NBA games resume tonight. The week long All-Star break is over. Another All-Star weekend has concluded, this one, the most impressive in some years.
For the Knicks, the simultaneous priorities of winning games and developing their young players may seem conflicting.
Major League Baseball has a glorious history. It also has many shameful acts and heinous periods that are inextricably embedded in its lore.
Pitchers and catchers reported first, then the rest of their teammates this week.
With conference play reaching its crescendo, Rider University women’s basketball continues taking things one game at a time, and the wins keep coming.
Growing up in a poor area of Kingston, Jamaica, track athlete Shelly-Ann Fraser-Pryce didn’t see much representation of young people from her area nor their stories of overcoming life’s challenges.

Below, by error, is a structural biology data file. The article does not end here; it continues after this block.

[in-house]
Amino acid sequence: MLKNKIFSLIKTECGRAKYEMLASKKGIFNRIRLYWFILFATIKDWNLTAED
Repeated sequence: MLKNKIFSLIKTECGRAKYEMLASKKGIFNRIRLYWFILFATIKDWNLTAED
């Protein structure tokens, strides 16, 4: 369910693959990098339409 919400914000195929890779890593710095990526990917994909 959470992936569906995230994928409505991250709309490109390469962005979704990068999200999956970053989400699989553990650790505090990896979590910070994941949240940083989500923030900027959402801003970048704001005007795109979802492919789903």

On Feb. 7 at the Police Athletic League Polo Grounds in Harlem, the Turn 2 Us program held its annual Sports Youth Development League basketball championship and awards ceremony.
You see the television commercials. Deontay Wilder knocks down Tyson Fury with a tremendous punch.
It seems everyone has a Kobe Bryant story.
Whatever opinion you have of Kobe Bryant, you’re probably right.
As expected, this All-Star weekend has been largely about paying tribute to the life of Kobe Bryant.
The NBA’s 69th annual All-Star Game will be held at the United Center in Chicago this weekend.
The Knicks do not need a marketing makeover. Slick slogans, catchy advertising, and cultural currency isn’t going to change fans’ or the media’s perception of the Knicks.
It’s rest and recuperation time for the Brooklyn Nets and the rest of the NBA players not participating in this weekend’s NBA All-Star festivities held this year at the United Center in Chicago, the home of the Chicago Bulls.
Track and field fans converged upon The Armory New Balance Track and Field Center in upper Manhattan for the annual NYRR Millrose Games, a sold-out event featuring some of the sport’s most competitive athletes.